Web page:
Please note that the activation of the sensor does not impact the collection of data. Our sensors measure data no matter whether they are in the ground or not. The activation merely sets the time frame in which we display the data to you. This can be modified at any moment and no data captured will be lost.

During the activation, the following information will be requested:

Information KeyExplanation
Activation NameFreely enter a descriptive name for the activation you are entering, like "Potato CH March 2024".
Activation DateEnter the date on which the sensor was put in the ground. 
Deactivation DateYou can either leave this field empty until you remove the sensor from the soil or enter a predefined date in the future.
AttributesAdd any note or attribute you want to give this activation, e.g. the installment depth or geo coordinates of the sensor. 
RelationsAdd keys here that relate activations to one another, e.g. crop type, field number or location. Later you can choose to display all activations within a relation to compare the data.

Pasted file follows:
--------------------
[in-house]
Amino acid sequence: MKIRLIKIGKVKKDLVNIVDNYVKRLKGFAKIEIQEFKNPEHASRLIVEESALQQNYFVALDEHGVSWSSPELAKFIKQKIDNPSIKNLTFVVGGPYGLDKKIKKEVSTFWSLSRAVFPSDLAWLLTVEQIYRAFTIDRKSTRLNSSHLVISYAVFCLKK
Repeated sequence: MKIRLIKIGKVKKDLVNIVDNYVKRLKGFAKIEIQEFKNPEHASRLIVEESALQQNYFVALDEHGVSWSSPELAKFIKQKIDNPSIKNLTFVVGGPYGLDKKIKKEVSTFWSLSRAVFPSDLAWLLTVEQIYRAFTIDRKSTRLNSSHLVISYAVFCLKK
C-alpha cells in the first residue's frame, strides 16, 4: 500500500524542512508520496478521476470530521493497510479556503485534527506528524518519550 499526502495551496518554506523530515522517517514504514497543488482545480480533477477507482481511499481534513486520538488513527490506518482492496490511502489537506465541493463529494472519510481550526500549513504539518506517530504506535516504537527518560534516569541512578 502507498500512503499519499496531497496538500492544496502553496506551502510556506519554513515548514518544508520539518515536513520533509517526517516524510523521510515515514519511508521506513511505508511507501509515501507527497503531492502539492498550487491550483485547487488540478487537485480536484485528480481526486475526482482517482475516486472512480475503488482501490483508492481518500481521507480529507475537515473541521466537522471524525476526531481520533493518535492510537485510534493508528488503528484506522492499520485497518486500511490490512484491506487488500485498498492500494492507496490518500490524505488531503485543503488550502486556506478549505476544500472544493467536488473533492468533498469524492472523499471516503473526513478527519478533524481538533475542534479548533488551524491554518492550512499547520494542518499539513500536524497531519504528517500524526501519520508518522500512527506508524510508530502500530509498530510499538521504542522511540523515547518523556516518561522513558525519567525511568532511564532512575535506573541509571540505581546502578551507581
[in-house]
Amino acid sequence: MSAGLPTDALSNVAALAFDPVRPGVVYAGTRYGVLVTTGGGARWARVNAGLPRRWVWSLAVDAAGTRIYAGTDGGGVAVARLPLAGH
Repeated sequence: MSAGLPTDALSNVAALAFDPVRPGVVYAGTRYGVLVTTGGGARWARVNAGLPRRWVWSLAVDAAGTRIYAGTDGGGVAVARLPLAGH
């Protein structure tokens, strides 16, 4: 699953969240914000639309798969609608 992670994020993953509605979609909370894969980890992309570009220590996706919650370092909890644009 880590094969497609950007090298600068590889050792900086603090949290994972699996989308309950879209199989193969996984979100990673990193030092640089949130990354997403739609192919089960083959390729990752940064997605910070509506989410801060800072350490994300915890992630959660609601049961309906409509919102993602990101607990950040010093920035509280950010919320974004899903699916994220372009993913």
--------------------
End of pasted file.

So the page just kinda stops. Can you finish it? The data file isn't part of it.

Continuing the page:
Sensor Removal

If a use period is concluded or you need the senors somewehre else, carefully remove them from your field by excavating them. When advised to return them, see our Return Shipments page.

Water potential Analytics

Range of water potential

The range of the sensor to capture water potential is 0 to -252 kilopasquale (kpa). On this scale, 0 would display a state in which the sensor is put in a glass or bucket of water. If you were to stick the sensor in a bucket of sand and continually applied heat, you would see measurements of -252 kpa, meaning completely dry.

What is the impact of soil on water potential?

The interpretation of water potential must always be in relation to the soil type the sensor is placed in. This means that a given measurement, e.g. -35 kpa, has a different meaning from one soil type to another.  

Water potential thresholds by soil type

Depending on your soil type, the thresholds of field potential, upper optimal, lower optimal and stress level will be different. To read the thresholds according to your soil type, we have put together a handy table to use below.

Soil TextureField Capacity (%)PWP (%)Field Capacity (kpa)Upper Optimal (kpa)Lower Optimal (kpa)Stress (kpa)
Silty Clay34,852720355070
Sandy Clay30,62520355070
Clay Loam30,622254060100

 Silty Clay Loam


Sandy Clay Loam

Sandy Loam17810304560
Loamy Sand14515304560